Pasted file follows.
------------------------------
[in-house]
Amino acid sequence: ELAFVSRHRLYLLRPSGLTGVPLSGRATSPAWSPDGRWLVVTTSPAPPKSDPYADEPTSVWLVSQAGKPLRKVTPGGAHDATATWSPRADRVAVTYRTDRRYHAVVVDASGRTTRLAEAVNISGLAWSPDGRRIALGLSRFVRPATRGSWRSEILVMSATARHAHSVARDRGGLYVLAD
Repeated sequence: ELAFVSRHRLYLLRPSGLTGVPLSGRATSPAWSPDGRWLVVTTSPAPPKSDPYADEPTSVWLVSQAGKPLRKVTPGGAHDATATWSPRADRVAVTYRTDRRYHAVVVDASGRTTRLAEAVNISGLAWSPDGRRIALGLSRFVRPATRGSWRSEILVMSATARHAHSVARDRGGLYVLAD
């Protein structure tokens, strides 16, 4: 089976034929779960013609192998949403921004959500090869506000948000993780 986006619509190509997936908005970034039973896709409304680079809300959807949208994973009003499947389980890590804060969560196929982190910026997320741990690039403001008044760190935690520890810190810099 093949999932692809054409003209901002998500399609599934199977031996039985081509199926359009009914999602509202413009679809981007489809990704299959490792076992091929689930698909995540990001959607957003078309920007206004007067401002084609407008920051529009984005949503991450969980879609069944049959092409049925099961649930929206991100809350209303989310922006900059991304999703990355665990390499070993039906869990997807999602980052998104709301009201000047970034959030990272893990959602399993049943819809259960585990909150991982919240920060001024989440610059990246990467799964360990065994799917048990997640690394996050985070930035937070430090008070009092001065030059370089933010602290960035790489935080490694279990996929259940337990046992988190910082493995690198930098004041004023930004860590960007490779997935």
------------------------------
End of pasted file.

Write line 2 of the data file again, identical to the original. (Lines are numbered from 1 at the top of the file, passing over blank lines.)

Amino acid sequence: ELAFVSRHRLYLLRPSGLTGVPLSGRATSPAWSPDGRWLVVTTSPAPPKSDPYADEPTSVWLVSQAGKPLRKVTPGGAHDATATWSPRADRVAVTYRTDRRYHAVVVDASGRTTRLAEAVNISGLAWSPDGRRIALGLSRFVRPATRGSWRSEILVMSATARHAHSVARDRGGLYVLAD